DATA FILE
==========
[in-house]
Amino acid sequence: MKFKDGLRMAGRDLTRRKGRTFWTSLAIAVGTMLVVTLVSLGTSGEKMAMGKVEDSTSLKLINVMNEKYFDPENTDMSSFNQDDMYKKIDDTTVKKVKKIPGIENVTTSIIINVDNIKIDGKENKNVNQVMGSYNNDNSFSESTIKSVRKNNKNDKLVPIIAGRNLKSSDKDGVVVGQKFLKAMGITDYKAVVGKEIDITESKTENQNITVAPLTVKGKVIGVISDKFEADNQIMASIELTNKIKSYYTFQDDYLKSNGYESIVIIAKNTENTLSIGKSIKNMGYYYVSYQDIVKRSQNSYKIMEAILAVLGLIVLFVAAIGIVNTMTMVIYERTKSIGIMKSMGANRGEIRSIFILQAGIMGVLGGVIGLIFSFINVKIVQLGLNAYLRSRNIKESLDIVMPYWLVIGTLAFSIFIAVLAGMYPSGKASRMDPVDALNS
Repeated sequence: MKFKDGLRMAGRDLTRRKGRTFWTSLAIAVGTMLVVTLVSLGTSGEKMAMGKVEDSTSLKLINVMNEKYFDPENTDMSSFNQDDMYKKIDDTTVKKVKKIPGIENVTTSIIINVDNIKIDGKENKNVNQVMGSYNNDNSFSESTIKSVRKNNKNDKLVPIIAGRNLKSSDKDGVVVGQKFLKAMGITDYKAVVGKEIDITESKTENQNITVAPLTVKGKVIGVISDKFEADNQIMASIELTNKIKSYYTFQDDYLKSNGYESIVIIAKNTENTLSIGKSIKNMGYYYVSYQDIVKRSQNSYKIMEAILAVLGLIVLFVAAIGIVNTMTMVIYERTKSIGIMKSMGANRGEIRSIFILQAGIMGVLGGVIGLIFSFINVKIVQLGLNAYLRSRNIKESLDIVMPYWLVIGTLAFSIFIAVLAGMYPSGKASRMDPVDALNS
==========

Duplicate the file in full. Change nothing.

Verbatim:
[in-house]
Amino acid sequence: MKFKDGLRMAGRDLTRRKGRTFWTSLAIAVGTMLVVTLVSLGTSGEKMAMGKVEDSTSLKLINVMNEKYFDPENTDMSSFNQDDMYKKIDDTTVKKVKKIPGIENVTTSIIINVDNIKIDGKENKNVNQVMGSYNNDNSFSESTIKSVRKNNKNDKLVPIIAGRNLKSSDKDGVVVGQKFLKAMGITDYKAVVGKEIDITESKTENQNITVAPLTVKGKVIGVISDKFEADNQIMASIELTNKIKSYYTFQDDYLKSNGYESIVIIAKNTENTLSIGKSIKNMGYYYVSYQDIVKRSQNSYKIMEAILAVLGLIVLFVAAIGIVNTMTMVIYERTKSIGIMKSMGANRGEIRSIFILQAGIMGVLGGVIGLIFSFINVKIVQLGLNAYLRSRNIKESLDIVMPYWLVIGTLAFSIFIAVLAGMYPSGKASRMDPVDALNS
Repeated sequence: MKFKDGLRMAGRDLTRRKGRTFWTSLAIAVGTMLVVTLVSLGTSGEKMAMGKVEDSTSLKLINVMNEKYFDPENTDMSSFNQDDMYKKIDDTTVKKVKKIPGIENVTTSIIINVDNIKIDGKENKNVNQVMGSYNNDNSFSESTIKSVRKNNKNDKLVPIIAGRNLKSSDKDGVVVGQKFLKAMGITDYKAVVGKEIDITESKTENQNITVAPLTVKGKVIGVISDKFEADNQIMASIELTNKIKSYYTFQDDYLKSNGYESIVIIAKNTENTLSIGKSIKNMGYYYVSYQDIVKRSQNSYKIMEAILAVLGLIVLFVAAIGIVNTMTMVIYERTKSIGIMKSMGANRGEIRSIFILQAGIMGVLGGVIGLIFSFINVKIVQLGLNAYLRSRNIKESLDIVMPYWLVIGTLAFSIFIAVLAGMYPSGKASRMDPVDALNS